It's no exaggeration the women's Strade Bianche last Saturday was so good, it must be a contender for one of 2017's best cycling races. Shara Gillow's performance had a large bit to do with that.
In just five kilometres, Gillow came from the back of the main bunch, 30 seconds in arrears and at seven kilometres to go, to catch and then attack the race leaders with just two kilometres left to race.
She and Lucinda Brand (Sunweb) looked set to fight for the win alone with just the final steep cobbled ramp to the finish in Siena's Piazza del Campo left before them. But that ramp's a killer and it took its toll, the five race favourites returning to bludgeon past Brand and Gillow.
Ask Gillow though, she barely noticed.
"The atmosphere was amazing... the crowds,' she said. "I was with Lucinda, she's a good mate of mine, to be up there with her... it was pretty funny going up that hill with her and hearing the crowds roar."
"It took away the pain."
In the closing kilometres, her team had no idea where she was or that she had attacked because of poor time checks and radio coverage.
"I could only hear my DS in the radio in the last 700 metres. This is when they came in contact again and realised I was up the road and in the lead.
"Everyone that was in the team car was ecstatic and going crazy. And all I could hear in the radio was "go Shara, go Shara, go Shara, go Shara, ,allez, allez, allez "!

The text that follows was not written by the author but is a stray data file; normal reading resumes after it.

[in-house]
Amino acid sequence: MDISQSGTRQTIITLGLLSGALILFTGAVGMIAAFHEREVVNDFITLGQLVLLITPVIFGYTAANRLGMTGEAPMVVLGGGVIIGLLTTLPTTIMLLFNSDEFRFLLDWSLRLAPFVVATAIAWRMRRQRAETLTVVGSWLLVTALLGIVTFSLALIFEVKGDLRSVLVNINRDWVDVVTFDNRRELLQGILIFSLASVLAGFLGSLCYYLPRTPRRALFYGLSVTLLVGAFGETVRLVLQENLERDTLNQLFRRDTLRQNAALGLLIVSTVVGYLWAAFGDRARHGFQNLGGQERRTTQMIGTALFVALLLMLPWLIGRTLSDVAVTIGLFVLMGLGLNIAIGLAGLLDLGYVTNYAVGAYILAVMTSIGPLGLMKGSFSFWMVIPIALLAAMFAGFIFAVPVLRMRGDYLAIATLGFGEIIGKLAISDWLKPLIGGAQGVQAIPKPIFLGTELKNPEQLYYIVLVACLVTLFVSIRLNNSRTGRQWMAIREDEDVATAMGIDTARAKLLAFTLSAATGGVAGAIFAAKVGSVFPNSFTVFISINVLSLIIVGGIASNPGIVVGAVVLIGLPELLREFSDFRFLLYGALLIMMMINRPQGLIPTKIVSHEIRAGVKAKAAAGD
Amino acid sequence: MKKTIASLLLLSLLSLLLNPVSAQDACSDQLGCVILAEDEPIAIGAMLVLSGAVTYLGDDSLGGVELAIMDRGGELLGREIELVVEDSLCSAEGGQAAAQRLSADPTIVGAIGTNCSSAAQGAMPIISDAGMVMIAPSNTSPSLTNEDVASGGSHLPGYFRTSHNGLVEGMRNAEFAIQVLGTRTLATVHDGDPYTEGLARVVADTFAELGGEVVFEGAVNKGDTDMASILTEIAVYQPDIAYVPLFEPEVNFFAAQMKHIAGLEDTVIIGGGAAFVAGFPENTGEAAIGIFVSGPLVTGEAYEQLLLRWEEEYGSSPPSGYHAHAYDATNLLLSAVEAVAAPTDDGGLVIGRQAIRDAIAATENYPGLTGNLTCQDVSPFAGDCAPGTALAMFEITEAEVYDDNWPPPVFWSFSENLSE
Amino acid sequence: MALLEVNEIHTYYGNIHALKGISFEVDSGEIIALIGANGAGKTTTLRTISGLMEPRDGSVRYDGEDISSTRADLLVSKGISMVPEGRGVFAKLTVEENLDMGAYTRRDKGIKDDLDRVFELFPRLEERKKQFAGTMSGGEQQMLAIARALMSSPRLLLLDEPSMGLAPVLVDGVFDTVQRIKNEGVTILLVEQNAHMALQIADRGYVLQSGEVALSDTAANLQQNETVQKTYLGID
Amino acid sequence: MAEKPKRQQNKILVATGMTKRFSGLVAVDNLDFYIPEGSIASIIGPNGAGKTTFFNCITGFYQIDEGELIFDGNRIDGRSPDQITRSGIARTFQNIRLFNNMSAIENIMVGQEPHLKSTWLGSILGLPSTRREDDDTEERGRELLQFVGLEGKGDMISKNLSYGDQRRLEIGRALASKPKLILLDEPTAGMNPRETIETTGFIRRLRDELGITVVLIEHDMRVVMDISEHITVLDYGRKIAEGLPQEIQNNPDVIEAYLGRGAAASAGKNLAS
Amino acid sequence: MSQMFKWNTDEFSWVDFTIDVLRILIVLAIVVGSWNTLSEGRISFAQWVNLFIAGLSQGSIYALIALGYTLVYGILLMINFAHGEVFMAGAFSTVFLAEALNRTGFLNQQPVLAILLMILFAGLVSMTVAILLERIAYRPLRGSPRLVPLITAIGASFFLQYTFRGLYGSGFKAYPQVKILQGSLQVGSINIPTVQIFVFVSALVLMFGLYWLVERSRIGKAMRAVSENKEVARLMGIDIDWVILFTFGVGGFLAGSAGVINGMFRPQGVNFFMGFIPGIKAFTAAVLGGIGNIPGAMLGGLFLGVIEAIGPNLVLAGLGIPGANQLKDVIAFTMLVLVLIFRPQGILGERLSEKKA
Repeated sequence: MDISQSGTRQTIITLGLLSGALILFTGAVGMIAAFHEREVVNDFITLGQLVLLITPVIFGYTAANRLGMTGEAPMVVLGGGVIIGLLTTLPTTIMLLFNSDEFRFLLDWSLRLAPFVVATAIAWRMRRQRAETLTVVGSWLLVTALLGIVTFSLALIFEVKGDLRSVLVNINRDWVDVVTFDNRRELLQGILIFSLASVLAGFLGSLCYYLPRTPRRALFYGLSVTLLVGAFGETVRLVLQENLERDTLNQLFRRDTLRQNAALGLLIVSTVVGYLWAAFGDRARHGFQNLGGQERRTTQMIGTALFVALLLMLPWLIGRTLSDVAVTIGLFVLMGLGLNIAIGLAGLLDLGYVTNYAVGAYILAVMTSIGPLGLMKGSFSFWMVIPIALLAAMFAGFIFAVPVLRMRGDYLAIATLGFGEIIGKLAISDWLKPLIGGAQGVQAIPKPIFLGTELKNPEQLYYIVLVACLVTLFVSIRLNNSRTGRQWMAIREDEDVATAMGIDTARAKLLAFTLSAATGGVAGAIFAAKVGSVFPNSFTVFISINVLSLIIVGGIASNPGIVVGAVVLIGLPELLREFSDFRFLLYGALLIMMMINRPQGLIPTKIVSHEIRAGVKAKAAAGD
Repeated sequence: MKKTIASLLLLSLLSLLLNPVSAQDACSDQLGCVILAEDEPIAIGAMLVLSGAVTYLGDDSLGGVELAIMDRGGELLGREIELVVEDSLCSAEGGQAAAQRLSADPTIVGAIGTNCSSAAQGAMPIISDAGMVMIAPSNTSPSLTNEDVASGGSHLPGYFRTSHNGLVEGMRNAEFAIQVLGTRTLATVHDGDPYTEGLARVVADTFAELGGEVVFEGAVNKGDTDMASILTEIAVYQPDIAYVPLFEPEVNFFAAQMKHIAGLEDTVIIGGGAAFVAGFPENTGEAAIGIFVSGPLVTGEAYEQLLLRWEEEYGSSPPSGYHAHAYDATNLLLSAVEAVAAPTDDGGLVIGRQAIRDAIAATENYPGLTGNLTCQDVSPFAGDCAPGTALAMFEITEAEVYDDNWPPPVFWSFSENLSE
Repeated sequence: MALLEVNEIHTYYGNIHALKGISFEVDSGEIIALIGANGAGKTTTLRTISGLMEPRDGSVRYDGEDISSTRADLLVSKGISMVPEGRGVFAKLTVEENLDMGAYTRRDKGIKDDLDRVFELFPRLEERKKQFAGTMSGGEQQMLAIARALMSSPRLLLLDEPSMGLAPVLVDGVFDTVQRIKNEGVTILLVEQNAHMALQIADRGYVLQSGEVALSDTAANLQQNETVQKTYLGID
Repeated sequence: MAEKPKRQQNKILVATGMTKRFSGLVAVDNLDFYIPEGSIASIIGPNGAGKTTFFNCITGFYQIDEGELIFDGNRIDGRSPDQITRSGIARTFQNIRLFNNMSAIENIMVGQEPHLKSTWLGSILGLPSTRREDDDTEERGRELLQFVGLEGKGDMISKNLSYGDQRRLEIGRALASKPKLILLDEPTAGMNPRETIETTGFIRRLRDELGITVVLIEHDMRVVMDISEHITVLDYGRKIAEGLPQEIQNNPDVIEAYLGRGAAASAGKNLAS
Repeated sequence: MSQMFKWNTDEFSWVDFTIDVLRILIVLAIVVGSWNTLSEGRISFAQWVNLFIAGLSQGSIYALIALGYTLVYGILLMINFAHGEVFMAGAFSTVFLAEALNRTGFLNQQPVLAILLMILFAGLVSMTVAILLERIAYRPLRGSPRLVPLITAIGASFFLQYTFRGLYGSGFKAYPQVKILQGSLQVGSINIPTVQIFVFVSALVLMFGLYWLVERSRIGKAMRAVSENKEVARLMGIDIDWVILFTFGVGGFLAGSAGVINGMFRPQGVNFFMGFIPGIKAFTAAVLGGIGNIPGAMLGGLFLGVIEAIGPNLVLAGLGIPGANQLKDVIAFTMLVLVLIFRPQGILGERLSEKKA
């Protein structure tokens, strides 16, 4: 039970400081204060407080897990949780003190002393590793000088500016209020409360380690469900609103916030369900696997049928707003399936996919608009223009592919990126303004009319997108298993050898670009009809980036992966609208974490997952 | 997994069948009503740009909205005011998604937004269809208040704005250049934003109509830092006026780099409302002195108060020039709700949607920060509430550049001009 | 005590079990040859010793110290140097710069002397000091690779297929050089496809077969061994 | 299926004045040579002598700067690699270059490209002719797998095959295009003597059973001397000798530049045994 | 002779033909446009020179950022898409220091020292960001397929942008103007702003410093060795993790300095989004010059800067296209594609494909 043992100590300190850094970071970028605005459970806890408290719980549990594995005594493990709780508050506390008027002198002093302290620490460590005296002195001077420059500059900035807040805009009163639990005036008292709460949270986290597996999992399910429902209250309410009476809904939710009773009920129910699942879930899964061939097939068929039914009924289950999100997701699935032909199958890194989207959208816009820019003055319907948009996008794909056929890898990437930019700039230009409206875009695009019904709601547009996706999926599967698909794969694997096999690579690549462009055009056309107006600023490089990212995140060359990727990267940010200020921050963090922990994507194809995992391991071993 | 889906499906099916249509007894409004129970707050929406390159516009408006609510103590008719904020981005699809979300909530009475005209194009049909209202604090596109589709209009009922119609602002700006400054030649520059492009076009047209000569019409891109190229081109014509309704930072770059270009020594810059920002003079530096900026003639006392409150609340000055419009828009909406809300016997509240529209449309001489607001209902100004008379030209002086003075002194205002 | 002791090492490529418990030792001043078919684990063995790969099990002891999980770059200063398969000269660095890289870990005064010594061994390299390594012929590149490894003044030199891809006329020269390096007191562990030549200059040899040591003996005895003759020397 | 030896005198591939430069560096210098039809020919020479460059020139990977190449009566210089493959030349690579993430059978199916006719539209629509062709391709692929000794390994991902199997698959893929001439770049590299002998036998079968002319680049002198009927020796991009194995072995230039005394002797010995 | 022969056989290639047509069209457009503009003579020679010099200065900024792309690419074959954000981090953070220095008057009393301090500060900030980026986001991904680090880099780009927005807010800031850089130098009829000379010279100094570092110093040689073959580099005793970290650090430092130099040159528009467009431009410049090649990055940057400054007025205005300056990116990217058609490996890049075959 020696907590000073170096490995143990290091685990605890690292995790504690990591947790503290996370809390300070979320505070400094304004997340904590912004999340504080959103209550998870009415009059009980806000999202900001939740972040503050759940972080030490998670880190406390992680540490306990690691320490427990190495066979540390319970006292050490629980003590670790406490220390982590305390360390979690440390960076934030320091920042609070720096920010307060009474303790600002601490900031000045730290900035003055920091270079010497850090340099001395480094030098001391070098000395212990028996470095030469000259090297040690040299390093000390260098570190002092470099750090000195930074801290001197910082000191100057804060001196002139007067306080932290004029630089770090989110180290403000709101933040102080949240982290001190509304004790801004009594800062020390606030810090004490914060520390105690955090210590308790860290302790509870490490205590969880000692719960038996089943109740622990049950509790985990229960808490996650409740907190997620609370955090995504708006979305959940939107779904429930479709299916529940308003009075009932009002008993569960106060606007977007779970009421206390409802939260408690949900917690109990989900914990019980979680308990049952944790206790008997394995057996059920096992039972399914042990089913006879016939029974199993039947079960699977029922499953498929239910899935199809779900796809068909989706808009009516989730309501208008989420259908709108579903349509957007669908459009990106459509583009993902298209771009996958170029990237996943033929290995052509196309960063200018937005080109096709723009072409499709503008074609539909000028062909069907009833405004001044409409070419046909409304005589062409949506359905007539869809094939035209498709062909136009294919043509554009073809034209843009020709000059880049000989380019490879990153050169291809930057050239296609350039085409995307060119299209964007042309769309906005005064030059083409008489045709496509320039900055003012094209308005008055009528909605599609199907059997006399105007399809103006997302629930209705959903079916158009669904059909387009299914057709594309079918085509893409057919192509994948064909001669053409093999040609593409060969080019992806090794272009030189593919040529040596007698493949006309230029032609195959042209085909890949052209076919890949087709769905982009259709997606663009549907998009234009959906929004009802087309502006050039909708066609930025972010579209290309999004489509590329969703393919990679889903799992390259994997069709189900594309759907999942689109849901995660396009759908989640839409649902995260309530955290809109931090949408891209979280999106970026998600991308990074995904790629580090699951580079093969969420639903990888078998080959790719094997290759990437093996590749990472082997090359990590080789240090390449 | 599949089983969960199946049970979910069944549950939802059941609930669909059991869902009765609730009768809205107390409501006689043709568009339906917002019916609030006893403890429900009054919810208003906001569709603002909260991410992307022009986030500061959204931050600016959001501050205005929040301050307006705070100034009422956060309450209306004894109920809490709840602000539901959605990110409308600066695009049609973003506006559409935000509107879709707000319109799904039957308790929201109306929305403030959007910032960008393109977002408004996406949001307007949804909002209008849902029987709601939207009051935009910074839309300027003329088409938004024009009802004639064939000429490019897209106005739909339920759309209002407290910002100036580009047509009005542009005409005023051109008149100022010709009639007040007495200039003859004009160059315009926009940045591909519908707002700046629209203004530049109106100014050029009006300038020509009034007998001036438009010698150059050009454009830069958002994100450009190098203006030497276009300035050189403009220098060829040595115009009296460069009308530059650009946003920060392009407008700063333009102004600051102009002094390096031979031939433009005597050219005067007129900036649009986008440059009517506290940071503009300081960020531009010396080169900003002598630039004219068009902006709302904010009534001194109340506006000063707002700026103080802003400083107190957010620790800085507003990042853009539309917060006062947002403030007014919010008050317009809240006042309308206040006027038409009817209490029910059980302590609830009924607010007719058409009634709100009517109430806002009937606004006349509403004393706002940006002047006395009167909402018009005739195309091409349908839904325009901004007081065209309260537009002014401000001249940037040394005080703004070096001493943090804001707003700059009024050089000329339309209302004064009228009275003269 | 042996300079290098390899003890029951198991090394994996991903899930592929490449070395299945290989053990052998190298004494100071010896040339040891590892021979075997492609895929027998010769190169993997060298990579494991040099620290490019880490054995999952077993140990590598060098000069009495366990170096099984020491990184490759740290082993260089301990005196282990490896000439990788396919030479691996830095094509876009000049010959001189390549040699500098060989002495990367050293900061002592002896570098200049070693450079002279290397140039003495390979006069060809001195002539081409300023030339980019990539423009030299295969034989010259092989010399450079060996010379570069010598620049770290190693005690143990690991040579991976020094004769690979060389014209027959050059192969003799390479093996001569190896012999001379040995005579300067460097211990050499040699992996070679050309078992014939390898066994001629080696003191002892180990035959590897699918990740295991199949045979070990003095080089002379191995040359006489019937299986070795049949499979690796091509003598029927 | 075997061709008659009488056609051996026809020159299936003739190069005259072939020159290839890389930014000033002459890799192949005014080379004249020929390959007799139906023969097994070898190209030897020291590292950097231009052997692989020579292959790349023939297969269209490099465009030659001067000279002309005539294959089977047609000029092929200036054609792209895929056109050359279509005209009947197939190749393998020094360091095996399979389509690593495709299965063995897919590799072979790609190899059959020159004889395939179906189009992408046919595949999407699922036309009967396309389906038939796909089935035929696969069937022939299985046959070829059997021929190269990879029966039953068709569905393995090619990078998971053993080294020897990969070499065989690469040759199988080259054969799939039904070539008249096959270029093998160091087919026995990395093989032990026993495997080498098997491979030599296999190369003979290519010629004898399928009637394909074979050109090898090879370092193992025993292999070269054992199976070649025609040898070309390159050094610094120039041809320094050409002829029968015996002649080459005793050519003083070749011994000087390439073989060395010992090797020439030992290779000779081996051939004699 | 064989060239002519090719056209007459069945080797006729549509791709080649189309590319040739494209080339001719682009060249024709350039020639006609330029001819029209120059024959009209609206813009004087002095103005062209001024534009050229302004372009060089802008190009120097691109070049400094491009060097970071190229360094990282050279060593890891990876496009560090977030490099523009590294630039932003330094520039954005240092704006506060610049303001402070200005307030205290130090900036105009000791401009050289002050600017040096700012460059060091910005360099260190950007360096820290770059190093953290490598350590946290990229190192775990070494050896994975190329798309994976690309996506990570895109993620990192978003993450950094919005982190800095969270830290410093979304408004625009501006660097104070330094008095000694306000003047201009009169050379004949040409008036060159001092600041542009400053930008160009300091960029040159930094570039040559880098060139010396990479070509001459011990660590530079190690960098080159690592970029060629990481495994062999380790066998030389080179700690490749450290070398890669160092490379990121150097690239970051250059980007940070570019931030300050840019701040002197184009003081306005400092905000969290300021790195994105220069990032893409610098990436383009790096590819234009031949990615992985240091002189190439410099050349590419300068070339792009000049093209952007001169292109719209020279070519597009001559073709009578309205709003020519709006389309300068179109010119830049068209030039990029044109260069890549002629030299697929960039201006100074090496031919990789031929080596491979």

"Just the atmosphere in my new team, it's really special."
The conversation then turned naturally to her move to FDJ Nouvelle-Aquitaine Futuroscope, a deal she'd tied up by September last year. Gillow heard talk of her then team evolving into what is now WM3 Pro Cycling based around Marianne Vos and a bunch of other star riders post-Rabobank. It was the perfect catalyst for Gillow's next step.
"For the last seven years, especially the last two at Rabobank and three at Orica, I was never the leader, or the protected rider," she said.
"I thought this was the time."
"And FDJ Nouvelle-Aquitaine Futuroscope - they've been amazing. I'm really happy."
Her main goals, at least for the first half of the season, centre around two hilly races that suit her. "I'm leader for the (Italian race) Trofeo Alfredo Binda and La Flèche Wallonne Féminine (in Belgium)," she said.
But the Noosa native will ride all the major Classics and Women's World Tour races and no doubt be an option if she's still in the mix at the pointy end of these races.
And she didn't think it was too early to start talking World Championships.
"I'm always looking for an opportunity to ride the worlds. Especially in the time trial and the team time trial."
For now though, Gillow's description of last Saturday's Strade Bianche finale could easily be a metaphor for so many things.
"It's a race of attrition. Girls falling off the back, girls crashing. All day I sat in.
"I was at the back of the second group. I saw them up the road. I was going off feeling. I had to go.
"I had nothing to lose."
But it's hard not to shake the idea it's the perfect illustration for her career thus far and now where she wants it to go.
Gillow's next in action at Ronde Van Drenthe (11 March 2017) and the major Classics including Ronde Van Vlaanderen (2 April 2017) and Amstel Gold (16 April 2017).
The two main races she's targeting are Trofeo Alfredo Binda (19 March 2017) and La Fleche Wallone Feminine (19 April 2017).